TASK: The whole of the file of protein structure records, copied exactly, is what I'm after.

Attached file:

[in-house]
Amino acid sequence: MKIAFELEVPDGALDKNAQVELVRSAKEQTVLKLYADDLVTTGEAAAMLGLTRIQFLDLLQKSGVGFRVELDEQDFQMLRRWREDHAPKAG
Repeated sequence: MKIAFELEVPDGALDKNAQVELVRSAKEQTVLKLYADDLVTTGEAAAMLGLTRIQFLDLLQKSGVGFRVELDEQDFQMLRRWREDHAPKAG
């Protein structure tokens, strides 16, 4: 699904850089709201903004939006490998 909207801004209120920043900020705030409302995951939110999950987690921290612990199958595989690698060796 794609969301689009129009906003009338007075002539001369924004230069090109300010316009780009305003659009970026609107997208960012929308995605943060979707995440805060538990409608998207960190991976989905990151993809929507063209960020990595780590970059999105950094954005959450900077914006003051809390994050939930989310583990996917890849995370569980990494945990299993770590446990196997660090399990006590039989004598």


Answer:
[in-house]
Amino acid sequence: MKIAFELEVPDGALDKNAQVELVRSAKEQTVLKLYADDLVTTGEAAAMLGLTRIQFLDLLQKSGVGFRVELDEQDFQMLRRWREDHAPKAG
Repeated sequence: MKIAFELEVPDGALDKNAQVELVRSAKEQTVLKLYADDLVTTGEAAAMLGLTRIQFLDLLQKSGVGFRVELDEQDFQMLRRWREDHAPKAG
């Protein structure tokens, strides 16, 4: 699904850089709201903004939006490998 909207801004209120920043900020705030409302995951939110999950987690921290612990199958595989690698060796 794609969301689009129009906003009338007075002539001369924004230069090109300010316009780009305003659009970026609107997208960012929308995605943060979707995440805060538990409608998207960190991976989905990151993809929507063209960020990595780590970059999105950094954005959450900077914006003051809390994050939930989310583990996917890849995370569980990494945990299993770590446990196997660090399990006590039989004598």